I think there's a real lesson in there for brand-owners everywhere. Every day in town halls, conference rooms and other meeting-places, people are thanked for their contribution to an event. Mostly, the offer of thanks or gifts can feel like a token gesture but, as FWIB has demonstrated, with a little thought and effort it's possible for us to invest something powerful into the most perfunctory exchange.

Over To You: What simple gesture from a business colleague has left you feeling on top of the world?

September 06, 2009

Recession Refusniks

When I heard others boldly announce that they 'refuse to participate in the recession', my first instinct was to admire their bravado and positive thinking. Those who know me would describe me as a natural optimist so it's not at all surprising that a call to step away from the abyss towards a sunny future would appeal to me.

But the more I thought about it, and met with others who were clearly suffering a catastrophic downturn in business, or the loss of a job, and the crisis of confidence that typically comes with either of those, the more I felt that there was something a little smug about almost denying a state of affairs that had brought them to their knees. They may not wish to participate in a recession but the recent turn of events has left them little choice.

Now, I know there's an important attitude at work in the stance of the refusniks, and I'm all for finding silver linings in the storm clouds overhead, but my boldly announcing that I'm off to where the grass is greener probably does little to help my colleagues who are up to their oxters in the mud.

I do agree that we shouldn't wallow in it (as too many of our media commentators are inclined to do) but I do think we need to look recession in the face and stare it down, rather than appear not to engage with it. Whether we like it or not, recession and its crippling effects are the lot of many of those we care about, so we owe it to them to confront the beast and send it packing.

(And, whilst we're at it, can we please stop coyly referring to the monstrous creature in the room as the R-word. Cancer-sufferers tell us that they can't abide furtive references to the C-word, so I can't imagine those enduring recession are any different).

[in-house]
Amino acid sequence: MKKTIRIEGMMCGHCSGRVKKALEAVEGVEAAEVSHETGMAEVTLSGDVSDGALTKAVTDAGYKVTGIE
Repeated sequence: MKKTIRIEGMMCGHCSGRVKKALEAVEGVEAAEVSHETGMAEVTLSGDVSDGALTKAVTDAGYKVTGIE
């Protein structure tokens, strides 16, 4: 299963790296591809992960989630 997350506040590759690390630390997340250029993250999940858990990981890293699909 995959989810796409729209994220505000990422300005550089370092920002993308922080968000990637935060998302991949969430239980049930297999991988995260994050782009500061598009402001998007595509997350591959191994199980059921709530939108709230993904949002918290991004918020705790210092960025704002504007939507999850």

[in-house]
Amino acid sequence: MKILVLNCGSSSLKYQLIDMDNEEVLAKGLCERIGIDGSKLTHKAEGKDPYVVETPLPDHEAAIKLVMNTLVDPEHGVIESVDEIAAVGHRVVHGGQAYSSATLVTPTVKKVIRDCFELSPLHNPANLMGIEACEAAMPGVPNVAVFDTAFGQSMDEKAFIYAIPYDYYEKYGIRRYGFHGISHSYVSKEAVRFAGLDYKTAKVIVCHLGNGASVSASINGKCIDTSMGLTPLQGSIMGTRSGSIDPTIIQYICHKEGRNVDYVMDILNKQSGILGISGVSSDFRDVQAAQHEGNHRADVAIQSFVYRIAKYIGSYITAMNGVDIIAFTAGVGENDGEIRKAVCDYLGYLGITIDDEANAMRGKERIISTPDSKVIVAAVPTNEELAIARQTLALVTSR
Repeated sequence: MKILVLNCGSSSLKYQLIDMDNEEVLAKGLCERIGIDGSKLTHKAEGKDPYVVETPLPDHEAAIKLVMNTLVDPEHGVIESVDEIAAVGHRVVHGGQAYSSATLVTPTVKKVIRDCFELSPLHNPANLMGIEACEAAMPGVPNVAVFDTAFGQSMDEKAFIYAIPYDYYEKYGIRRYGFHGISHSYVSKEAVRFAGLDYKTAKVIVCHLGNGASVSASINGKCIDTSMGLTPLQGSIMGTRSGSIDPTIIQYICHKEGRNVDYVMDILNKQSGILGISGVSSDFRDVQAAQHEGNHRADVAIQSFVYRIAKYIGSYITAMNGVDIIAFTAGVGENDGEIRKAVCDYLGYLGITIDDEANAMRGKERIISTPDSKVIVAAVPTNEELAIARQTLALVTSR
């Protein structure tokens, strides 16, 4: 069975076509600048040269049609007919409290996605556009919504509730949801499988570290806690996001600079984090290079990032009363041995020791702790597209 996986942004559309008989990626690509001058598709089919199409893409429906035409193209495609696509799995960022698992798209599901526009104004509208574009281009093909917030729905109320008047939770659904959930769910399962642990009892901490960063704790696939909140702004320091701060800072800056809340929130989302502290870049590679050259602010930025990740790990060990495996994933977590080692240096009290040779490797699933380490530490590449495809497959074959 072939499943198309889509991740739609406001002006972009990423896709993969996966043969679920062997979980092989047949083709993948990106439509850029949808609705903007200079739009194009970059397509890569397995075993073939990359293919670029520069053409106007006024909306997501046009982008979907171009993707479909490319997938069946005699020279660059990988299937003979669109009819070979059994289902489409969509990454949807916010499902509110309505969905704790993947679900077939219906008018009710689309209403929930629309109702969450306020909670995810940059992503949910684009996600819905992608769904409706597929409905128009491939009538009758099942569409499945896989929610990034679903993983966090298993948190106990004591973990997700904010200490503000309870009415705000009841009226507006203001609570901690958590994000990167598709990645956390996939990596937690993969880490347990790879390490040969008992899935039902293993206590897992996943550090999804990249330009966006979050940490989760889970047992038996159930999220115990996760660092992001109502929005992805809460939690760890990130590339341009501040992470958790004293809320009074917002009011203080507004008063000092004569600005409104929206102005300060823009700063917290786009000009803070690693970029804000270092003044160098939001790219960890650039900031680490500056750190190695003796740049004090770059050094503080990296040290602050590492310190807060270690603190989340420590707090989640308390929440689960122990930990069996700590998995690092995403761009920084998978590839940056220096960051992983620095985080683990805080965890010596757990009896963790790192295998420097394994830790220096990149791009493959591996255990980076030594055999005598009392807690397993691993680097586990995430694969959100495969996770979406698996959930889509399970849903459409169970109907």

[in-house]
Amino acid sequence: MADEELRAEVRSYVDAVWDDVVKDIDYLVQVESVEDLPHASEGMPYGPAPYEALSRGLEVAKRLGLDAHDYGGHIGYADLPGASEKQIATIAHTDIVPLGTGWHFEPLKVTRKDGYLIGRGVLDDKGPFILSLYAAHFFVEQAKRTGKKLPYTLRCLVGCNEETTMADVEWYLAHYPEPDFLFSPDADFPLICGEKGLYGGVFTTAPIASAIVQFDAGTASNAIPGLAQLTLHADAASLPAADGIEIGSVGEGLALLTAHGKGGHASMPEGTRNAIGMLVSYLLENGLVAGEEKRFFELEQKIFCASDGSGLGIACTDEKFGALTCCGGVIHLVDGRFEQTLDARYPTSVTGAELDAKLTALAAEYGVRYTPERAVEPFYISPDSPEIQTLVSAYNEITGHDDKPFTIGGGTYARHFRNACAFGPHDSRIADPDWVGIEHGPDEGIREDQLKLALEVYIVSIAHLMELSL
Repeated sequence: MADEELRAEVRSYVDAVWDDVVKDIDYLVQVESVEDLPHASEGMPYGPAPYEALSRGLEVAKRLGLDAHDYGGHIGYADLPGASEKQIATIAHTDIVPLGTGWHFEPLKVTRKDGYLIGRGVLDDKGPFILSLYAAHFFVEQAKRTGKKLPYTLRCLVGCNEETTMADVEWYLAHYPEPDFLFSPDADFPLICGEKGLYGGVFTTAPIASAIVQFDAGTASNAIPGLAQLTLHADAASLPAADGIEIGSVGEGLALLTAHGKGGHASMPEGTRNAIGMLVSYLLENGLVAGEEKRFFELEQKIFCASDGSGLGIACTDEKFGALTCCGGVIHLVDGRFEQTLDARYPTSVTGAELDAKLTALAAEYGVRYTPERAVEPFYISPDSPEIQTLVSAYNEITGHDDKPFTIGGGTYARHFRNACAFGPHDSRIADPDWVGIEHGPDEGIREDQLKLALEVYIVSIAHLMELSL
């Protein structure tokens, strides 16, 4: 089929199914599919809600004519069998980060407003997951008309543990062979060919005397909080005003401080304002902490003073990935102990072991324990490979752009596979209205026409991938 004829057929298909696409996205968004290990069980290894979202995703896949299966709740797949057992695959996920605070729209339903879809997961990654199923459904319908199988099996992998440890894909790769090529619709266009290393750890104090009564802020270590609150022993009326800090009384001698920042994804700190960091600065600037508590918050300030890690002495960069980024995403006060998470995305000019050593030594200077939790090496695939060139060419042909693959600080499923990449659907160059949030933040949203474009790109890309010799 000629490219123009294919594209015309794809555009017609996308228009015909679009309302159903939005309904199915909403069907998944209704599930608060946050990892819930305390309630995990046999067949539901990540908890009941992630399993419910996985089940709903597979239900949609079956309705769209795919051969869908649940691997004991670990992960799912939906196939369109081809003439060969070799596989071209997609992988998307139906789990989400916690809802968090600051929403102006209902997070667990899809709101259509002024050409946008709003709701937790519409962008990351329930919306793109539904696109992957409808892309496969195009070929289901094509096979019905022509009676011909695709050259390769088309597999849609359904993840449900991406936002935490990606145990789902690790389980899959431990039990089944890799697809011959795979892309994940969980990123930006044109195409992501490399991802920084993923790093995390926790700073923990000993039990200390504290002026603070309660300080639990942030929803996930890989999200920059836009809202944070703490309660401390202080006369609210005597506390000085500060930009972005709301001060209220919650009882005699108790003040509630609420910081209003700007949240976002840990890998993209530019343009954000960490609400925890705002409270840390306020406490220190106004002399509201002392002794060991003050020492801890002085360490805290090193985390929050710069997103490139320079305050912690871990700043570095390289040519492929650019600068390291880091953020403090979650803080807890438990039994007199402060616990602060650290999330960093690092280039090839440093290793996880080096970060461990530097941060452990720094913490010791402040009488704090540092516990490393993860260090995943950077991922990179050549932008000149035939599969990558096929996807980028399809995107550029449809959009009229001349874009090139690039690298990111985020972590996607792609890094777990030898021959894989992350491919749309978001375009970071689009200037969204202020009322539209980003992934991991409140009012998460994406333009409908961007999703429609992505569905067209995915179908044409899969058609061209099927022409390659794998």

By all means, let's not listen to the nay-sayers (some colleagues report that turning the radio off for any current affairs-type discussions can be a good place to start) but let's not blissfully pretend that nothing's happening either.

That's why I'm delighted to be participating in a recession-busting event, Confidence In Action, this Thursday 10th at Dublin's Burlington Hotel. I'll be standing shoulder to shoulder alongside the battle-hardened warriors of a downturn or two, such as Louis Copeland, Bobby Kerr and Jack Black, to square up to this particular monstrosity. And we'll be armed with more than a slingshot of optimism (although it's extraordinary how potent a pebble that can be).

The organisers put it best: 'An eclectic panel of top economists, established and aspiring entrepreneurs and adventurers will be sharing a stage in Dublin for the first in a series of nationwide ‘Routes to Recovery’ seminars. Confidence in Action features a host of companies, agencies and guest speakers providing answers to the big questions facing us all. It will also help with practical solutions to current issues like reducing overheads, tax efficiency, pension security & maximisation, new markets, job opportunities, accessing capital, re-skilling, start ups, re-financing to name but a few'.

Other events in the series are planned for later in the autumn and will see us travel to Cork and Limerick to rattle a few cages.

So don't just participate in the recession, let's line up beside those who are suffering its brutal effects to tackle it head on and send it packing.